It’s a difficult time to be a Colts fan. Everyone knew this was a must-win game. The offense put together a convincing first drive. The defense made a big play leading to a second offensive touchdown in less than one minute of game time in the first quarter.
This was the start the Colts needed. This put them in the driver’s seat. Any team with self-respect and sufficient talent on the field and on the sidelines finds a way to win a ball game with that kind of early game momentum.
Not the Colts.
The Colts' defense again shut down Tennessee’s offense, leading to a punt and a third offensive possession. This time, the offense has the chance to put together another scoring drive that would break things wide open. Let’s take a look at the plays called on the drive.
From their own 32-yard line, Indianapolis dials up two Jonathan Taylor runs. The first goes for 11 yards and a first down, and the second for no gain. The next five plays were passes. One to T.Y. Hilton for a first down. Three of the next four were incomplete and led to a punt.
On the Titans' next offensive drive, the Colts' defense looked silly. Matt Ebeflus and his defense appeared entirely comfortable allowing completions underneath. Ryan Tannehill and the Titans offense were happy to take them up on that. Tight ends feasted to move the ball easily down the field for a score. On third and short, Tennessee abused the Colts’ defensive aggressiveness by bootlegging with Tannehill, picking up big yards, and keeping the drive going.
Indianapolis failed to capitalize on a 20-yard Taylor run to start their next drive. Braden Smith was called for holding and two passes and a sack later, the Titans were getting the ball back. After a great punt by Rigoberto Sanchez trapped the Titans deep in their own territory, another big defensive play was the reward. Tyquan Lewis dropped into coverage to pick off Tannehill again — wait, the turf monster jumped up and big his knee — leading to a fumble that the Titans recovered.
On the next play, Tannehill connected with A.J. Brown for a touchdown down the right sideline. Xavier Rhodes was in coverage on the play and rather than wrap up Brown, he attempted to push him out of bounds and missed.
Tie ball game. Just like that. Advantage... gone.
To the Colts’ credit, they managed to put together a long drive at the end of the first half to have a field goal advantage at the break. Unfortunately, the Titans would take their first possession of the second half down the field to take their first lead.
The story of the rest of the game falls on a few key takeaways that leave questions unanswered.
Why didn’t Jonathan Taylor play a bigger role in the second half and overtime?
While Taylor didn’t have a huge statistical day, all of his big runs were called back due to holding penalties. His longest run wasn’t impacted at all by the ticky-tack holding call but that play would have given Taylor another 100-year rushing performance.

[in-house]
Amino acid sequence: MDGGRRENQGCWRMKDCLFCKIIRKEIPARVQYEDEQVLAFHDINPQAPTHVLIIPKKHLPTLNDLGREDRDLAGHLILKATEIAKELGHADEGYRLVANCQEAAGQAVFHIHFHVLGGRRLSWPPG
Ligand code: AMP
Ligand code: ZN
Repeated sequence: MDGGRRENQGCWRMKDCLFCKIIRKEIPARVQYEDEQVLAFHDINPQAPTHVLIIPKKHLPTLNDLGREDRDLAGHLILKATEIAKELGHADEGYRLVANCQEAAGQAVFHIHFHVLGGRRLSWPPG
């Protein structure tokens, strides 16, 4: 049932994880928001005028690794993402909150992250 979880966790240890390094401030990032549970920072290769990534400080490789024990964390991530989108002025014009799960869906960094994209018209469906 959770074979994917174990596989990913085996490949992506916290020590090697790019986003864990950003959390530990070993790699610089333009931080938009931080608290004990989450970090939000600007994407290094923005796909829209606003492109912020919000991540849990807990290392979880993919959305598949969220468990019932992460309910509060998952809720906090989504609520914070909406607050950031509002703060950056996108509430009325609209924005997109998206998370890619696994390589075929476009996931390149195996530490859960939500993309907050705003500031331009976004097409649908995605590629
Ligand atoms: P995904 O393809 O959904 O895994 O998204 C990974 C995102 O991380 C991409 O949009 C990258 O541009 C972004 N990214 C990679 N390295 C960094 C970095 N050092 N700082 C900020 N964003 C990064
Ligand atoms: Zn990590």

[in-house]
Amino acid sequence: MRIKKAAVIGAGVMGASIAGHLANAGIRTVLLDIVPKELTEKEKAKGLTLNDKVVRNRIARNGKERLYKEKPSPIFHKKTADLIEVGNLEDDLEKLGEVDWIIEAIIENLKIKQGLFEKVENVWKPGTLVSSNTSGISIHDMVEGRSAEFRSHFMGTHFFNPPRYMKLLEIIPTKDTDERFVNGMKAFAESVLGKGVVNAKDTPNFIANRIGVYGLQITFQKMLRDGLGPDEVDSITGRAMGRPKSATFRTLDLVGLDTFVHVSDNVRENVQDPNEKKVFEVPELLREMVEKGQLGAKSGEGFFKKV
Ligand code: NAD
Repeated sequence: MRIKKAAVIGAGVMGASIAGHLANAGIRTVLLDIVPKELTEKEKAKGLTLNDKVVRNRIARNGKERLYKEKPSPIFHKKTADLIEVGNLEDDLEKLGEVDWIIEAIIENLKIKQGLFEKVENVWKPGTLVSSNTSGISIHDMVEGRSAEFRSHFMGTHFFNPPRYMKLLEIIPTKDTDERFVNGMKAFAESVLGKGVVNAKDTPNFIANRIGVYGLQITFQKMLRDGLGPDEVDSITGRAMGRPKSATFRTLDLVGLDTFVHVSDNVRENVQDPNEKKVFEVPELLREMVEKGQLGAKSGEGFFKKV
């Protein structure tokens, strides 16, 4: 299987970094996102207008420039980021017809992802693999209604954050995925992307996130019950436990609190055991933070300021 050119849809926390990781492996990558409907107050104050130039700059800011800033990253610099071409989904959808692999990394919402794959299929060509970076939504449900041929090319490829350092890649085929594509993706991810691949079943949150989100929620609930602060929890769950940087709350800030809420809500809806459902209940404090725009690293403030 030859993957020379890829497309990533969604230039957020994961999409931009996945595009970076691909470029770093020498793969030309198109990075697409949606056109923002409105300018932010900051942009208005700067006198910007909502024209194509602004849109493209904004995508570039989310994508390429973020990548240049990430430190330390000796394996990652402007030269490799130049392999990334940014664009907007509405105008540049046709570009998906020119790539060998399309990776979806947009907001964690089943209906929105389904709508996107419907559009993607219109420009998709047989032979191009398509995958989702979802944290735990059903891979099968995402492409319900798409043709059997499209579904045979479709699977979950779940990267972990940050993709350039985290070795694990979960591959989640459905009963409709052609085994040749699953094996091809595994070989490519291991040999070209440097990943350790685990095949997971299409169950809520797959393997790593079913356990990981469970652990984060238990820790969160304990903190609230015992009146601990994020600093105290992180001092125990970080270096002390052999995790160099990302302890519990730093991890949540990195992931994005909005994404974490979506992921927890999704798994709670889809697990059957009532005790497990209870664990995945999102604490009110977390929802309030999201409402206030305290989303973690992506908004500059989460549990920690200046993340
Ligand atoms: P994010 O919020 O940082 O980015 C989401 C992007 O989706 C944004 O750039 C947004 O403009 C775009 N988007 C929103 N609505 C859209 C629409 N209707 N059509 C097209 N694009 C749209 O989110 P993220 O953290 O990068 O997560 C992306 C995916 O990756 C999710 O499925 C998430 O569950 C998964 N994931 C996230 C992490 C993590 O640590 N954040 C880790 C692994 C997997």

The point is, Jonathan Taylor is the best offensive player on the football field for the Colts. Michael Pittman Jr. has been staking his claim to that title as well but there isn’t any good explanation as to why Taylor isn’t a much more consistent piece of the offense - namely running the football behind an offensive line that has been tailor-made (no pun intended) to open holes on the ground.
What makes this even more unfathomable is that the Colts are really short on receiving weapons. T.Y. Hilton went out with a possible concussion, Parris Campbell is likely out for the year, and there were only three receivers running routes all game long. Why force a passing game that is clearly weakened at the moment?
What is the deal with Frank Reich’s play-calling in key moments?
Building upon the theme with Taylor is that Frank Reich has dialed up some really questionable offensive play-calls in key moments. If the pass-run balance wasn’t enough, when the Colts won the toss in overtime there was no reason to do anything other than work the ball down the field to score. Taylor should have had free reign with the game clock no longer a factor. Late in the game, players tired, Taylor with a relatively light second-half workload. Why not feature him?
When late in the second half you have an opportunity to go down and score but start deep in your own territory, why are you drawing up a screen play that will put your quarterback into your own endzone? Wouldn’t it make more sense to run the ball, create some space, and give yourself some options? Perhaps a quick-release pass could accomplish the same?
No, instead, the Colts invite a dominant Titans pass-rush on a screen play. Unbelievable.
Can Carson Wentz learn to make better desperation decisions?
Ball security is incredibly important. Possessions are at a premium in the NFL. It’s nice to have a desire to keep a play alive but there are some habits that need to be broken permanently. The last-second “flip” in the general area of a player wearing your jersey must be trained out. If it can’t be trained out, Wentz will not last a long time as a starter at this level.
It’s maddening to see Wentz do a lot of good things this season only to see the really bad things he does pop up in horrible moments.
If there’s anything we know for sure at this point, it’s that the Colts will need a lot of help to get anything going in the back half of their schedule.